Nedbank says it fulfilled its regulatory and reporting obligations in assessing the risks of being the Bank of Baroda’s clearing bank and in acting as a counterparty to the interest rate swap transaction involving Transnet and Regiments.

Nedbank says that the Bank of Baroda, as a regulated entity in the South African banking system, was responsible for its own clients.

Neil McCarthy, head of corporate investment banking risk, said it would not have been appropriate to cut ties with Baroda based on their view of the reputational risk of directly banking Gupta entities.

Gerda Ferreira, head of forensics, said Nedbank had “erred on the side of caution, used our know-ledge, in general, to identify transactions and still reported them”.

Referring to Transnet, Brian Kennedy, managing executive of the corporate investment banking division, said there was nothing untoward about it doing a swap with a corporate or state-owned entity or for them to use advisers.

“You need to have credit appetite and credit limits that go up to 15 years and maybe not every bank would have had the credit appetite to do a 15-year swap with Transnet because if there are any issues that Transnet can’t pay then you are left with counterparty risk.”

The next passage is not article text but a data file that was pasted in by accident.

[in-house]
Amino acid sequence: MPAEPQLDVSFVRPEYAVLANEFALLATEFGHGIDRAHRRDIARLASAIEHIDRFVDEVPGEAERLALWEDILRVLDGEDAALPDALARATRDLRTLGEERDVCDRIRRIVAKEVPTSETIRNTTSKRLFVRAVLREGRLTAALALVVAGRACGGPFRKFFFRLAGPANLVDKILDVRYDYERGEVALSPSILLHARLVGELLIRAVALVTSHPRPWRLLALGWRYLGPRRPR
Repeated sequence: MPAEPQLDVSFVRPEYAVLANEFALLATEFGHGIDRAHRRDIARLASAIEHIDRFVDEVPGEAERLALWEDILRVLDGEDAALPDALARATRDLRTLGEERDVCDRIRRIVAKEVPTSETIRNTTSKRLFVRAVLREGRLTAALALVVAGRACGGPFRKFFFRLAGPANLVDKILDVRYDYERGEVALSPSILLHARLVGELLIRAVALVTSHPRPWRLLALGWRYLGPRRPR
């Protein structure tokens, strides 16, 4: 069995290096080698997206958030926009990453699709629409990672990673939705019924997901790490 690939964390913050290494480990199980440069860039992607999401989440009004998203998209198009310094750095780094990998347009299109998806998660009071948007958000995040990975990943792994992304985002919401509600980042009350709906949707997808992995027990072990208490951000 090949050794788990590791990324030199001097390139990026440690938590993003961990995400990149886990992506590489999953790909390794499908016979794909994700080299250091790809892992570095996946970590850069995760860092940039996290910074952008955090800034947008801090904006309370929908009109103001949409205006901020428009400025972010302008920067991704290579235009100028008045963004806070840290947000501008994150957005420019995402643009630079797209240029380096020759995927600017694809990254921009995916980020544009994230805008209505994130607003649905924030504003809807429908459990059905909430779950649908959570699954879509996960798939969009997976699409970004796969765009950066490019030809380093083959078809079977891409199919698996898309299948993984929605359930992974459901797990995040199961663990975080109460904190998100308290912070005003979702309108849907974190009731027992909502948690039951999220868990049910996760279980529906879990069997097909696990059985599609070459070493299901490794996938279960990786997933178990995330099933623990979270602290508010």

In November 2017, there was a review of the transactions, which benchmarked them against other swaps with other entities and found that their pricing was appropriate. “In addition, all trades were approved by the Transnet CFO.”

Tebogo Tshwane is an Adamela Trust business reporter at the M&G

Tebogo Tshwane

Tebogo Tshwane

Tebogo Tshwane is an Adamela Trust financial journalism trainee at the Mail & Guardian. She was previously a general news intern at Eyewitness News and a current affairs show presenter at the Voice of Wits FM. Tshwane is passionate about socioeconomic issues and understanding how macroeconomic activities affect ordinary people. She holds a journalism honours degree from Wits University.  Read more from Tebogo Tshwane